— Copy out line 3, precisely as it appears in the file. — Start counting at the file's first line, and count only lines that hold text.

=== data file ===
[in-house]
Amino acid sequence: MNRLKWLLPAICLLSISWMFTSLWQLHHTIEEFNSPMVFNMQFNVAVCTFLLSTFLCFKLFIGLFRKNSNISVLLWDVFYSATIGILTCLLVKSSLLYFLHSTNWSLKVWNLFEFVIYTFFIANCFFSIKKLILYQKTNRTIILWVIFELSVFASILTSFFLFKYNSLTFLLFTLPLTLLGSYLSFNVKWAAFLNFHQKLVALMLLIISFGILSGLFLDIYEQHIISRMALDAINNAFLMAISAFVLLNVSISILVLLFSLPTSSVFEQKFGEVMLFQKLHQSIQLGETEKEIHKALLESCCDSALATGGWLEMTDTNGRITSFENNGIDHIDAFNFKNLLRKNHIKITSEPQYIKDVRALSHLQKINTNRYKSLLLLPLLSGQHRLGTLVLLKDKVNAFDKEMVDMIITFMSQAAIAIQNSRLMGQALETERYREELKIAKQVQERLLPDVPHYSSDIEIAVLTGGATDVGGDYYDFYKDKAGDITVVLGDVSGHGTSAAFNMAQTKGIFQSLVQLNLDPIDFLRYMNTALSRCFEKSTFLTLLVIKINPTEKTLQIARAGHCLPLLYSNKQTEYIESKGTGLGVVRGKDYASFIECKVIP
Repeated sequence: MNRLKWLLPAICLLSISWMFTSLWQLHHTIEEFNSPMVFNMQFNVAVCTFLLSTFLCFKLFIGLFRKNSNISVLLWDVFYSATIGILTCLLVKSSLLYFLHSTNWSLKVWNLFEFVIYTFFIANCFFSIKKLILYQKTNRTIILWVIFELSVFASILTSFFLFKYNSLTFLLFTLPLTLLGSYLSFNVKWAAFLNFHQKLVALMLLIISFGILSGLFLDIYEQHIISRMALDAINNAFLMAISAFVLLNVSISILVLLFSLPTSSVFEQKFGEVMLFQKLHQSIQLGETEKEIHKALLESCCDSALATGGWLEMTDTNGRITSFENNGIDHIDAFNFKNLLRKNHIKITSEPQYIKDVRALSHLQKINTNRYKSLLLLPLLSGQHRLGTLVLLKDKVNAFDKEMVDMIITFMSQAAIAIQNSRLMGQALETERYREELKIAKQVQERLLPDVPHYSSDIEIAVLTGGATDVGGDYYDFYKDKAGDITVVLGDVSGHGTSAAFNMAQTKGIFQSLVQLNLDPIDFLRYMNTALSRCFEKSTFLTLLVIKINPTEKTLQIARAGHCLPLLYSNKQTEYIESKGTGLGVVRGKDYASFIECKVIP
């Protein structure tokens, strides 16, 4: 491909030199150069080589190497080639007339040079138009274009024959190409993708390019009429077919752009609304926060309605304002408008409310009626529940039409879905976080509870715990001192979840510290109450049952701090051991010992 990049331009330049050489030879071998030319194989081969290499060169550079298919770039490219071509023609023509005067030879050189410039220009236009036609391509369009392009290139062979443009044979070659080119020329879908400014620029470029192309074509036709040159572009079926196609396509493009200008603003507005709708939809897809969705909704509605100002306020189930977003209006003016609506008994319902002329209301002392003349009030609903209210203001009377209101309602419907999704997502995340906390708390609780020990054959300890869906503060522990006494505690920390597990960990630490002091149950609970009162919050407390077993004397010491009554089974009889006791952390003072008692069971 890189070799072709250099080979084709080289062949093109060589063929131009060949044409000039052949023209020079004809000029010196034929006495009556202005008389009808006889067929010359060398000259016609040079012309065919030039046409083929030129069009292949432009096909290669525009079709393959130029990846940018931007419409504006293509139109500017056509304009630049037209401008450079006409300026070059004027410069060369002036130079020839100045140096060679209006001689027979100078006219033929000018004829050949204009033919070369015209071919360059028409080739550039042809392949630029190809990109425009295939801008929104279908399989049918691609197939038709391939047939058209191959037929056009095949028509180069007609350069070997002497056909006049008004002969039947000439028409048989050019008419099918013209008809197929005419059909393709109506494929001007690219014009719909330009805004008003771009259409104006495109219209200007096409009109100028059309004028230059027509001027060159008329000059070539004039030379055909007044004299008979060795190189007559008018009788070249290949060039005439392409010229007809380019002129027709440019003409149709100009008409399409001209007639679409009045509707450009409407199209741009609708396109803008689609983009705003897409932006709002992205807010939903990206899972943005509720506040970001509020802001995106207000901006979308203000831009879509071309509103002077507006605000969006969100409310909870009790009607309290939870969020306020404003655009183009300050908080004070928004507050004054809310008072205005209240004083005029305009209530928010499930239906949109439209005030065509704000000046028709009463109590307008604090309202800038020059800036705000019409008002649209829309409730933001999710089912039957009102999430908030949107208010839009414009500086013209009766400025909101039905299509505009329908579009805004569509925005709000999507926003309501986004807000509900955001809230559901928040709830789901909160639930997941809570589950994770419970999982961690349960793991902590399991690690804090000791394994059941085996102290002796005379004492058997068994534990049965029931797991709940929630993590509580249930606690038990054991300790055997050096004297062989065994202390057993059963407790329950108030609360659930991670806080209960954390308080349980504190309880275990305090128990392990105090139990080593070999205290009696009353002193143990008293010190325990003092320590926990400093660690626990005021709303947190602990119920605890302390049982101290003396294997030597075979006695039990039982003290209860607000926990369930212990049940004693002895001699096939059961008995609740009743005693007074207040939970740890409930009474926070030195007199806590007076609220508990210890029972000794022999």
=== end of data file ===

Repeated sequence: MNRLKWLLPAICLLSISWMFTSLWQLHHTIEEFNSPMVFNMQFNVAVCTFLLSTFLCFKLFIGLFRKNSNISVLLWDVFYSATIGILTCLLVKSSLLYFLHSTNWSLKVWNLFEFVIYTFFIANCFFSIKKLILYQKTNRTIILWVIFELSVFASILTSFFLFKYNSLTFLLFTLPLTLLGSYLSFNVKWAAFLNFHQKLVALMLLIISFGILSGLFLDIYEQHIISRMALDAINNAFLMAISAFVLLNVSISILVLLFSLPTSSVFEQKFGEVMLFQKLHQSIQLGETEKEIHKALLESCCDSALATGGWLEMTDTNGRITSFENNGIDHIDAFNFKNLLRKNHIKITSEPQYIKDVRALSHLQKINTNRYKSLLLLPLLSGQHRLGTLVLLKDKVNAFDKEMVDMIITFMSQAAIAIQNSRLMGQALETERYREELKIAKQVQERLLPDVPHYSSDIEIAVLTGGATDVGGDYYDFYKDKAGDITVVLGDVSGHGTSAAFNMAQTKGIFQSLVQLNLDPIDFLRYMNTALSRCFEKSTFLTLLVIKINPTEKTLQIARAGHCLPLLYSNKQTEYIESKGTGLGVVRGKDYASFIECKVIP